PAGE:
Candidates from Costa Rica, Ghana and New Zealand are the bookmakers’ early favorites to succeed Frenchman Pascal Lamy as head of the World Trade Organization.
Anabel Gonzalez and Tim Groser, the trade ministers of Costa Rica and New Zealand, are tied as 3-1 frontrunners for the top job by London-based Ladbrokes Plc (LAD), meaning a winning 1-pound ($1.59) bet would yield 3 pounds profit. Ghana’s former trade minister, Alan John Kyerematen, follows with 7-2 odds. Dublin-based Paddy Power Plc (PAP) says the odds favor Kyerematen, at 9-4. Groser and Gonzalez are tied in second place at 11-4.
The race to replace Lamy, who retires in August, has attracted nine candidates, including three women for the first time, and is the most competitive contest ever for the four-year post. Larger WTO members, including the U.S., the European Union and India, may back the candidate they see as the most likely to support their own positions at the Geneva-based trade arbiter.
“All big powers, the U.S., the EU and China, are going to start with the candidate who they believe has the best chance to promote their interests in the WTO -- that’s obvious,” Fredrik Erixon, head of the European Center for International Political Economy in Brussels, said in a phone interview today.
“What will make it a little more problematic this time, and why we are perhaps not going to see as strong fights between countries as you would imagine in normal circumstances, is that there is no multilateral trade agenda,” Erixon said. “Countries may enter this particular viewpoint with less emphasis on their own interests, but maybe they will look at it more from a systemic point of view, who can save the system.”
The top three favorites face obstacles that could skew the bookmakers’ predictions. While developed economies such as the U.S. may favor Groser, New Zealand has already had a national as WTO chief -- former Prime Minister Mike Moore -- and countries such as India say the post should go to someone from a developing nation.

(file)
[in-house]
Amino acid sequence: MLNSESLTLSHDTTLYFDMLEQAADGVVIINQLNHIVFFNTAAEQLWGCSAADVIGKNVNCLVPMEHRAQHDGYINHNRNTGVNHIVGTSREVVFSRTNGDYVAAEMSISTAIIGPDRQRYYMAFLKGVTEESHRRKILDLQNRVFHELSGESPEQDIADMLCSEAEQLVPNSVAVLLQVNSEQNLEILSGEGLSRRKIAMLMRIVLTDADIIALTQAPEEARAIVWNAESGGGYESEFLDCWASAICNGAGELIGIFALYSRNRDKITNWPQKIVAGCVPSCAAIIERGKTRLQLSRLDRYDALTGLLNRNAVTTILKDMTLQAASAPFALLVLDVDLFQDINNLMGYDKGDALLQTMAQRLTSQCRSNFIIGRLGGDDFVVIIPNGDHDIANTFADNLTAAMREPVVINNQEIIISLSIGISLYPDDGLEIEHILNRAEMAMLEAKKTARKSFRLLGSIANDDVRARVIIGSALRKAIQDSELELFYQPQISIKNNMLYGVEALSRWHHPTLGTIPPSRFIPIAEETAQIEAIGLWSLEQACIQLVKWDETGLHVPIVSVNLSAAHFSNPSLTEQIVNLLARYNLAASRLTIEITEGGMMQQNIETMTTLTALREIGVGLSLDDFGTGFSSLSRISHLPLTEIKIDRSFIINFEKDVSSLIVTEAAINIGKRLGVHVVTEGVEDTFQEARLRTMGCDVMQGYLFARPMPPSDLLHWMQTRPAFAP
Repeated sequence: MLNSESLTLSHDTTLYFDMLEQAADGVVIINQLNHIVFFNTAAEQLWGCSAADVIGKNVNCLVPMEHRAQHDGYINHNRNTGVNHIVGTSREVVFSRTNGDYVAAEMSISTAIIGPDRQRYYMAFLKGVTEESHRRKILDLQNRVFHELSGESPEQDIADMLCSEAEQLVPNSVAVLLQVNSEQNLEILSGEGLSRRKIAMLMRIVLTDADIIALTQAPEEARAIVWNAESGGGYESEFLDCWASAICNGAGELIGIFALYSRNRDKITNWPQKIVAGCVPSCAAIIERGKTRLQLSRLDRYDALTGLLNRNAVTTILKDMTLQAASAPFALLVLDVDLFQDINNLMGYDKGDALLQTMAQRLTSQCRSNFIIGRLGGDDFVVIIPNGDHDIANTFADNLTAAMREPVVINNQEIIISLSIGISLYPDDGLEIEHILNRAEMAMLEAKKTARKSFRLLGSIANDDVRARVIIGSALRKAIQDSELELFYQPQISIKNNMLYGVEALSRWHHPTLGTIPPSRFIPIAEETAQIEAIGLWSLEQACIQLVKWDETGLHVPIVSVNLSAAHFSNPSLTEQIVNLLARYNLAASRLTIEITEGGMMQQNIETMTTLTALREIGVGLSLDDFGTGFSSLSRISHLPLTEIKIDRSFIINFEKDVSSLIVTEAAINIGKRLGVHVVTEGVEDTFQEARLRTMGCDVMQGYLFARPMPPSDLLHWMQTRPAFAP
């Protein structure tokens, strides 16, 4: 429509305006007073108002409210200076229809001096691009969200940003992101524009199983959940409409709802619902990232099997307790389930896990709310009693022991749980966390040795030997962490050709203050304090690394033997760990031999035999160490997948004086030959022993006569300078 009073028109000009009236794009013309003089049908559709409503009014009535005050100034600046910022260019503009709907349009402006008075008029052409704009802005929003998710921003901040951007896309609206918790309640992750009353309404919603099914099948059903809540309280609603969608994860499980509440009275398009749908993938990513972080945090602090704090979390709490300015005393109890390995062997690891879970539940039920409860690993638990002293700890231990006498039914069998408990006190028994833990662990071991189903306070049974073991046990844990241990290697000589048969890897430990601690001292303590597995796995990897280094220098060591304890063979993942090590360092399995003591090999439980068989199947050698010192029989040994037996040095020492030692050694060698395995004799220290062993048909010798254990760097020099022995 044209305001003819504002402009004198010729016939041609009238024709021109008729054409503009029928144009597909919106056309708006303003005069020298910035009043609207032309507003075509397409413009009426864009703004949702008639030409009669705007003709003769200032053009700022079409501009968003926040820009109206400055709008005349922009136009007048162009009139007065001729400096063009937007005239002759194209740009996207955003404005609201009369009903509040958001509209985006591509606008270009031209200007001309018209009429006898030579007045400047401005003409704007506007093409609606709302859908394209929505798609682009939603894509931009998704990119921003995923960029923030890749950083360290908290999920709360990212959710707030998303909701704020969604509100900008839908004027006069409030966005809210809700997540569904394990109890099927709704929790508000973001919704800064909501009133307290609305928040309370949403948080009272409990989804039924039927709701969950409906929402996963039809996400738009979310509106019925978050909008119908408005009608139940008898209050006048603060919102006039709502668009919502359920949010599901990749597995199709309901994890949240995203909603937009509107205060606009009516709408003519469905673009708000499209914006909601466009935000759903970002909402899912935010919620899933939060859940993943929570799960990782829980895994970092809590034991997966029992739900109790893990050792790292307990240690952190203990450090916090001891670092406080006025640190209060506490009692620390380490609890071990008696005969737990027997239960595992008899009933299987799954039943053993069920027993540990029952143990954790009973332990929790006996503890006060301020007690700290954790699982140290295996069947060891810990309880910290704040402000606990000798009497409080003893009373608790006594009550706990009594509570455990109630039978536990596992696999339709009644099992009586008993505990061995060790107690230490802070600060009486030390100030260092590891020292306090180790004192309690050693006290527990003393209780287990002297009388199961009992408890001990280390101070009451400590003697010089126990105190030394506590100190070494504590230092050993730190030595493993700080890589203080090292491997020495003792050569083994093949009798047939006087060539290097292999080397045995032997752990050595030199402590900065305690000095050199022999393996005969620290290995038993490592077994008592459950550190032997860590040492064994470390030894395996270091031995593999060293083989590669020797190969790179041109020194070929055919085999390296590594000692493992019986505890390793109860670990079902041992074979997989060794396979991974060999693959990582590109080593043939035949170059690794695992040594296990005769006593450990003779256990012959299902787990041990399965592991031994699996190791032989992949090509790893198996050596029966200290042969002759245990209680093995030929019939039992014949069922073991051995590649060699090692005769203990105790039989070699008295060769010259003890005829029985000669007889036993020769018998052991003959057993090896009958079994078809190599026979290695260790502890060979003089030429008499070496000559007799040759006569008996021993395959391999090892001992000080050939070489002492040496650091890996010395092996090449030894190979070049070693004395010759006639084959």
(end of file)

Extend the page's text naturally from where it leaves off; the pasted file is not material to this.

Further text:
While Kyerematen has secured the African Union’s endorsement, his candidacy may cause an African split because Kenyan Amina Mohamed is one of his rivals. In addition, Kyerematen may face opposition from advanced developing economies after suggesting that he backs the idea of limiting preferential treatment under WTO rules for some of them.
Gonzalez, who headed the WTO’s agricultural division for three years, may have an edge in terms of geography and gender. Costa Rica’s small size is a plus, though its 15-year WTO battle with African, Caribbean and Pacific countries over their preferential access to the EU’s banana market and subsequent campaign to address trade preferences in the Doha Round of talks hasn’t endeared the country to WTO members.
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